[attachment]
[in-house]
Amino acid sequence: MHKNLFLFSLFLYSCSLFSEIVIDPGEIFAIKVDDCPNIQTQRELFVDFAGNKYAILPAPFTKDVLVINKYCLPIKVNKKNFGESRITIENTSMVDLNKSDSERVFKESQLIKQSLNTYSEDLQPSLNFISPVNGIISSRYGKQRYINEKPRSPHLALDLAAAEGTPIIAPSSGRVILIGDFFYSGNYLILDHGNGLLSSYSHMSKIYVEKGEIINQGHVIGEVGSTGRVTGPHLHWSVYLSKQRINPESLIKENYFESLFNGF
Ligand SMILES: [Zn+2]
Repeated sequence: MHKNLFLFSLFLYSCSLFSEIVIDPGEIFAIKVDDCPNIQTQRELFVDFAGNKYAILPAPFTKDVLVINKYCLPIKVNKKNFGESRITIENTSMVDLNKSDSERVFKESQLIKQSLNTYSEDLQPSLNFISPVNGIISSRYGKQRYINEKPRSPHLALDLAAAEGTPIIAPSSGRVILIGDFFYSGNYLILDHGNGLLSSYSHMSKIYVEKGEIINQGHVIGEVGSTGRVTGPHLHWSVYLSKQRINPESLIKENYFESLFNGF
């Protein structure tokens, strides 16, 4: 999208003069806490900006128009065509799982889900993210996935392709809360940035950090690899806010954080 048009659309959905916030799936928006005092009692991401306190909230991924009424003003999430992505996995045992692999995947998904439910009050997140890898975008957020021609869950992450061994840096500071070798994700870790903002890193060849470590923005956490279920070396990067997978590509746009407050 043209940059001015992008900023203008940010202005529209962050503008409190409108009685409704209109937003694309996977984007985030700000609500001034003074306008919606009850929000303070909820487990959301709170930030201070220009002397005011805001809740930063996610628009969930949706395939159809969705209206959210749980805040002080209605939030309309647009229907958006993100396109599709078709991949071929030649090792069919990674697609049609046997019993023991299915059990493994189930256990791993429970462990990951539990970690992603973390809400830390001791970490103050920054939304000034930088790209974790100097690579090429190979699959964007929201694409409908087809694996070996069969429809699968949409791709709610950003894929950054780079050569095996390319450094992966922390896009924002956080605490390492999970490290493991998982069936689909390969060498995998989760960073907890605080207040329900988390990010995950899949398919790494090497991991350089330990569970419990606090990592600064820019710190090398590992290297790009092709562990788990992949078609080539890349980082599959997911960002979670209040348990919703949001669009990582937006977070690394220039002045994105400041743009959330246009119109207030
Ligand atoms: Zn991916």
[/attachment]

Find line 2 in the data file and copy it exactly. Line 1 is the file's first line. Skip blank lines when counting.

Amino acid sequence: MHKNLFLFSLFLYSCSLFSEIVIDPGEIFAIKVDDCPNIQTQRELFVDFAGNKYAILPAPFTKDVLVINKYCLPIKVNKKNFGESRITIENTSMVDLNKSDSERVFKESQLIKQSLNTYSEDLQPSLNFISPVNGIISSRYGKQRYINEKPRSPHLALDLAAAEGTPIIAPSSGRVILIGDFFYSGNYLILDHGNGLLSSYSHMSKIYVEKGEIINQGHVIGEVGSTGRVTGPHLHWSVYLSKQRINPESLIKENYFESLFNGF